The third-most used port of entry in Indonesia is Batam, the largest city in the Riau Islands Province of Indonesia, across the Strait of Singapore. Batam has rapidly developed into an industrial boom-town and transport hub. The city is part of a free trade zone in the Indonesia-Malaysia-Singapore Triangle. Since 2006, Batam (together with Bintan and Karimun) form part of a Special Economic Zone with Singapore, implying that trade tariffs and value-added taxes for goods shipped between Batam and Singapore are eliminated.
In 2015 the Indonesian government granted an additional 45 countries visa-free access to Indonesia in an attempt to boost the tourism industry. Previously, citizens of these countries had to obtain a visit visa before entering Indonesia. In March 2016 the amount of countries for which residents are allowed to enter Indonesia without a visa was raised again through Presidential Regulation no.21/2016 on Exemptions of Visit Visa, meaning there are now a total of 169 countries that not need a visa to enter and stay in Indonesia (for a maximum period of 30 days). Meanwhile, the government also introduced a new regulation on yacht and cruise ships. This new regulation lifts cabotage rights for international cruises and yachts, meaning that international cruise liners can now lift and disembark passengers in 5 Indonesian seaports: Tanjung Priok (Jakarta), Tanjung Perak (Surabaya), Belawan (Medan), Soekarno-Hatta (Makassar) and Benoa (Bali). Previously, only Indonesian-flagged ships were allowed by law to lift and disembark passengers in Indonesian waters.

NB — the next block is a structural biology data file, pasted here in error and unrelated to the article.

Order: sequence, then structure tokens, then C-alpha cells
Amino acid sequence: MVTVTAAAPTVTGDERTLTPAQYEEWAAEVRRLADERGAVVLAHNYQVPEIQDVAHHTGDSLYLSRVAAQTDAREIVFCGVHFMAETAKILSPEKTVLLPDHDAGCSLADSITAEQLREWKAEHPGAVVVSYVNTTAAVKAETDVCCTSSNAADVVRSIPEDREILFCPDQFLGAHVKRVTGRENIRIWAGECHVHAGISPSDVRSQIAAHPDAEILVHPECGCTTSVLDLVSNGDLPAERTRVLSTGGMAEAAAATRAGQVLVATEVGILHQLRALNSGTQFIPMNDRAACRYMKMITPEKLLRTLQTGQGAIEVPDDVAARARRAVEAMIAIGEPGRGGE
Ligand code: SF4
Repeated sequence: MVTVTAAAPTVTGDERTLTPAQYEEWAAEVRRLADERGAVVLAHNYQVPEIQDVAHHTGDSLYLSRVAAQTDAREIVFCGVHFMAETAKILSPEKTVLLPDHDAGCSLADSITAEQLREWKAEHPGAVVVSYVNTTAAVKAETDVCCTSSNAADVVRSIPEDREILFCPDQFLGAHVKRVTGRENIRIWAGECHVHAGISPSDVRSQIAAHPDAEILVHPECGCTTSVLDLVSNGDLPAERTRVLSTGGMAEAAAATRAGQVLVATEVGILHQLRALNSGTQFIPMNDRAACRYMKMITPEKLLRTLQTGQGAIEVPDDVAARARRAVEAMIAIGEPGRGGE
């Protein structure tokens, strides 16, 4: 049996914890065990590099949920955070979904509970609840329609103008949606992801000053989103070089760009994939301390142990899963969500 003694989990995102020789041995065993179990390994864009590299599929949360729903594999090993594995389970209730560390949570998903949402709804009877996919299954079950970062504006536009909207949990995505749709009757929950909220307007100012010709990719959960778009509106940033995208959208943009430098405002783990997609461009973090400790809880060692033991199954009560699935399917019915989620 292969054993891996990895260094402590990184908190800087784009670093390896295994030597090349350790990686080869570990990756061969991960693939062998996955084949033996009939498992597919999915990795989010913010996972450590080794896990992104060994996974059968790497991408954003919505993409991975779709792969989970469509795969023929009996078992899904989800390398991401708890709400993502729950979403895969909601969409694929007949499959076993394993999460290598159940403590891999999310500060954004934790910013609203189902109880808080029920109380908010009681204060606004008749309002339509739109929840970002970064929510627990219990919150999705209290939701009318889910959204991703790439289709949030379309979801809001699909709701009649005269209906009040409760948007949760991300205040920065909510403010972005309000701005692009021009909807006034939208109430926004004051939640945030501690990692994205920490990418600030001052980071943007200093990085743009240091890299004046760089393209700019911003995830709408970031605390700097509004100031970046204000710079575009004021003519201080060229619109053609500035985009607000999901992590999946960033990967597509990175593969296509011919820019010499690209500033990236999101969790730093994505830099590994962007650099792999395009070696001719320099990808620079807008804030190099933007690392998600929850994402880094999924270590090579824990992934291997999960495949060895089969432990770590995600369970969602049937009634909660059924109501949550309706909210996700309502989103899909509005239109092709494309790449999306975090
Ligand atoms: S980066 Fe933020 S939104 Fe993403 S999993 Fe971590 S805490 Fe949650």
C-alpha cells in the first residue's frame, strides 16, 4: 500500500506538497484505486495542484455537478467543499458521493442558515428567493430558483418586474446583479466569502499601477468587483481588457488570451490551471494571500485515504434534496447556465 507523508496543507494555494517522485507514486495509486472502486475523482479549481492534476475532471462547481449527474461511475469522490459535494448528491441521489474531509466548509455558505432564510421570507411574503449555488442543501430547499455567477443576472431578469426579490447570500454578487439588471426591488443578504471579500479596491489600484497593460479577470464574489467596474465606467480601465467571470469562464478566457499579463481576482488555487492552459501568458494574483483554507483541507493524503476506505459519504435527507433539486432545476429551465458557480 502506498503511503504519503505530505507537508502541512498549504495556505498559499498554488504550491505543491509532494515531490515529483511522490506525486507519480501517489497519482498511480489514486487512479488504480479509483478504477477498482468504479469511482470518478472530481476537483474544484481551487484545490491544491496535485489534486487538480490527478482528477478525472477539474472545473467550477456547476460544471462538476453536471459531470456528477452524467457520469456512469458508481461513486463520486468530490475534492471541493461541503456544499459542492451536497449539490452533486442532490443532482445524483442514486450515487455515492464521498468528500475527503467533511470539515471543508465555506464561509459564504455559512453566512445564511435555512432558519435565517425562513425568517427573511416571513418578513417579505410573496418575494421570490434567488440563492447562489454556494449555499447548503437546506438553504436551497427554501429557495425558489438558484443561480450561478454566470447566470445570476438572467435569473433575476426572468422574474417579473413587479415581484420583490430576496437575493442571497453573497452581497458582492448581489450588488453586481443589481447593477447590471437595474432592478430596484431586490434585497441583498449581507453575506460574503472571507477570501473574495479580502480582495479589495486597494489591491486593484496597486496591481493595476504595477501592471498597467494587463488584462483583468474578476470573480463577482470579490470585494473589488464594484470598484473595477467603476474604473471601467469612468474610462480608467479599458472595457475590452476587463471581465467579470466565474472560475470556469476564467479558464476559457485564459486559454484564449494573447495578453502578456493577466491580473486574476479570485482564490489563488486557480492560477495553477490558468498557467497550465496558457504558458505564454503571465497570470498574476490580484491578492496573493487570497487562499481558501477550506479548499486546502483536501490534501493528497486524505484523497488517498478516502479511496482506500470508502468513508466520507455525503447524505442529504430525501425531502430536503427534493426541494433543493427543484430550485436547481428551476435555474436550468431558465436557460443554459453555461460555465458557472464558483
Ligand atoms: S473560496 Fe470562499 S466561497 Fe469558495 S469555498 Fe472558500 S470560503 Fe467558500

These policy changes were made in order to attract more foreign visitors. Although granting more tourists visa-free access to Indonesia implies that the country misses out on an estimated USD $11.3 million per year (as currently USD $35 is charged for a ‘visa on arrival’), it is expected to attract an additional 450,000 foreign tourists per year. Considering that each foreign tourist spends an average of between USD $1,100 and USD $1,200 during his/her holiday in Indonesia, the country will thus gain around USD $500 million in additional foreign exchange revenue each year.
Through its Ministry of Tourism and Creative Economy, Indonesia promotes itself as a tourist destination in foreign countries with its “Wonderful Indonesia” campaign. It is important for the government to invest in such promotional campaigns to spread a positive image of Indonesia as most western countries mostly receive negative headline stories from Indonesia (for example radical Islam, natural disasters such as a tsunami or massive volcanic eruptions), causing an undue negative image of the country.
It is also important for authorities to build a magnetic brand for the country as a whole. While the island of Bali already has a strong brand that is widely known across the globe, Indonesia as a whole doesn’t have the same level of awareness and support. Bali and Jakarta have already seen a large influx of investment in recent years leading to excessive supply. Investors who want to establish hotels in these regions (as well as existing hotels) need to come up with original and creative new concepts to become market leaders.
Read The Story About Indonesia Tourism http://www.indonesia-investments.com/business/industries-sectors/tourism/item6051?